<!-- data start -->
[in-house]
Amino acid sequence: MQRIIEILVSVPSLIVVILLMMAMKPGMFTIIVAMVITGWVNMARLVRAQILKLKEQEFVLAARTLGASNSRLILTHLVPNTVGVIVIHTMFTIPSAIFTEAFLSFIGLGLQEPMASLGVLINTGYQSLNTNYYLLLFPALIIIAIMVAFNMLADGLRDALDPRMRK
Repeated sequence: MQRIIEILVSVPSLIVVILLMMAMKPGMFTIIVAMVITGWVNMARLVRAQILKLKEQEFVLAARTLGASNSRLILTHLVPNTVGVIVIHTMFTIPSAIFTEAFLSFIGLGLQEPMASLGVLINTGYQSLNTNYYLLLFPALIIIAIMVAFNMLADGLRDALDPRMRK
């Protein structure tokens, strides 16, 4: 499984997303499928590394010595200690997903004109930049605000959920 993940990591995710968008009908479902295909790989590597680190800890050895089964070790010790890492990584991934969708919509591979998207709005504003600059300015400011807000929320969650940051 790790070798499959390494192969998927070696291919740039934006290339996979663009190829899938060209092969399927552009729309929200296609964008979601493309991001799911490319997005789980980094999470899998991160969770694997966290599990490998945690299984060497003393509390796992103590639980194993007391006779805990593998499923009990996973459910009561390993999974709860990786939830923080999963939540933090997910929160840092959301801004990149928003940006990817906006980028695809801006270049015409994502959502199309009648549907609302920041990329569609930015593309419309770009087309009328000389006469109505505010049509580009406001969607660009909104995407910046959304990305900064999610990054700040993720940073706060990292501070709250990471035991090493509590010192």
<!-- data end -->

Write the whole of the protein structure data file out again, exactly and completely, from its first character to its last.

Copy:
[in-house]
Amino acid sequence: MQRIIEILVSVPSLIVVILLMMAMKPGMFTIIVAMVITGWVNMARLVRAQILKLKEQEFVLAARTLGASNSRLILTHLVPNTVGVIVIHTMFTIPSAIFTEAFLSFIGLGLQEPMASLGVLINTGYQSLNTNYYLLLFPALIIIAIMVAFNMLADGLRDALDPRMRK
Repeated sequence: MQRIIEILVSVPSLIVVILLMMAMKPGMFTIIVAMVITGWVNMARLVRAQILKLKEQEFVLAARTLGASNSRLILTHLVPNTVGVIVIHTMFTIPSAIFTEAFLSFIGLGLQEPMASLGVLINTGYQSLNTNYYLLLFPALIIIAIMVAFNMLADGLRDALDPRMRK
């Protein structure tokens, strides 16, 4: 499984997303499928590394010595200690997903004109930049605000959920 993940990591995710968008009908479902295909790989590597680190800890050895089964070790010790890492990584991934969708919509591979998207709005504003600059300015400011807000929320969650940051 790790070798499959390494192969998927070696291919740039934006290339996979663009190829899938060209092969399927552009729309929200296609964008979601493309991001799911490319997005789980980094999470899998991160969770694997966290599990490998945690299984060497003393509390796992103590639980194993007391006779805990593998499923009990996973459910009561390993999974709860990786939830923080999963939540933090997910929160840092959301801004990149928003940006990817906006980028695809801006270049015409994502959502199309009648549907609302920041990329569609930015593309419309770009087309009328000389006469109505505010049509580009406001969607660009909104995407910046959304990305900064999610990054700040993720940073706060990292501070709250990471035991090493509590010192």